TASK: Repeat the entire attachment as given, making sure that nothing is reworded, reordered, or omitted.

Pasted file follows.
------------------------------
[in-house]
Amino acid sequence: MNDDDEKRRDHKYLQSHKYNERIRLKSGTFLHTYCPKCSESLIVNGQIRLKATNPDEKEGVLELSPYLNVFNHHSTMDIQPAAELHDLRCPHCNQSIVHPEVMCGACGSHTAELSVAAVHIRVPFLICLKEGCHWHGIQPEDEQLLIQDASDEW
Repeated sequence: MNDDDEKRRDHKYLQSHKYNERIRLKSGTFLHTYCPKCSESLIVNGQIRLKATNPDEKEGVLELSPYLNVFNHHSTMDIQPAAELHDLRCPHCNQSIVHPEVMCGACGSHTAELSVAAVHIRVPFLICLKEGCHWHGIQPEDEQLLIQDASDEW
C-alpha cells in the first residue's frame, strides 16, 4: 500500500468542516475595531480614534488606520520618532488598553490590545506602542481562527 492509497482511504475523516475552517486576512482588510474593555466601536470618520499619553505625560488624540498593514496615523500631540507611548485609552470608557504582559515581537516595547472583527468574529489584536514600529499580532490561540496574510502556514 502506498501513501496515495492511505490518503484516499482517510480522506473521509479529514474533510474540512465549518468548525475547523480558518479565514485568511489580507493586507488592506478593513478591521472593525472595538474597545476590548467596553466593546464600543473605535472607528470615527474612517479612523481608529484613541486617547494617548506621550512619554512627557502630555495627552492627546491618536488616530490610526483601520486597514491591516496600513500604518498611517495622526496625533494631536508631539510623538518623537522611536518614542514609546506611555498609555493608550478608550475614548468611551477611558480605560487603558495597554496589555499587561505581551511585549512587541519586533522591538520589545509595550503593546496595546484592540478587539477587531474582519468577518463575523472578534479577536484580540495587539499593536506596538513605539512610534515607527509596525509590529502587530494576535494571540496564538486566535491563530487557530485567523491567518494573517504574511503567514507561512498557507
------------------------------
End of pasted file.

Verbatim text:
[in-house]
Amino acid sequence: MNDDDEKRRDHKYLQSHKYNERIRLKSGTFLHTYCPKCSESLIVNGQIRLKATNPDEKEGVLELSPYLNVFNHHSTMDIQPAAELHDLRCPHCNQSIVHPEVMCGACGSHTAELSVAAVHIRVPFLICLKEGCHWHGIQPEDEQLLIQDASDEW
Repeated sequence: MNDDDEKRRDHKYLQSHKYNERIRLKSGTFLHTYCPKCSESLIVNGQIRLKATNPDEKEGVLELSPYLNVFNHHSTMDIQPAAELHDLRCPHCNQSIVHPEVMCGACGSHTAELSVAAVHIRVPFLICLKEGCHWHGIQPEDEQLLIQDASDEW
C-alpha cells in the first residue's frame, strides 16, 4: 500500500468542516475595531480614534488606520520618532488598553490590545506602542481562527 492509497482511504475523516475552517486576512482588510474593555466601536470618520499619553505625560488624540498593514496615523500631540507611548485609552470608557504582559515581537516595547472583527468574529489584536514600529499580532490561540496574510502556514 502506498501513501496515495492511505490518503484516499482517510480522506473521509479529514474533510474540512465549518468548525475547523480558518479565514485568511489580507493586507488592506478593513478591521472593525472595538474597545476590548467596553466593546464600543473605535472607528470615527474612517479612523481608529484613541486617547494617548506621550512619554512627557502630555495627552492627546491618536488616530490610526483601520486597514491591516496600513500604518498611517495622526496625533494631536508631539510623538518623537522611536518614542514609546506611555498609555493608550478608550475614548468611551477611558480605560487603558495597554496589555499587561505581551511585549512587541519586533522591538520589545509595550503593546496595546484592540478587539477587531474582519468577518463575523472578534479577536484580540495587539499593536506596538513605539512610534515607527509596525509590529502587530494576535494571540496564538486566535491563530487557530485567523491567518494573517504574511503567514507561512498557507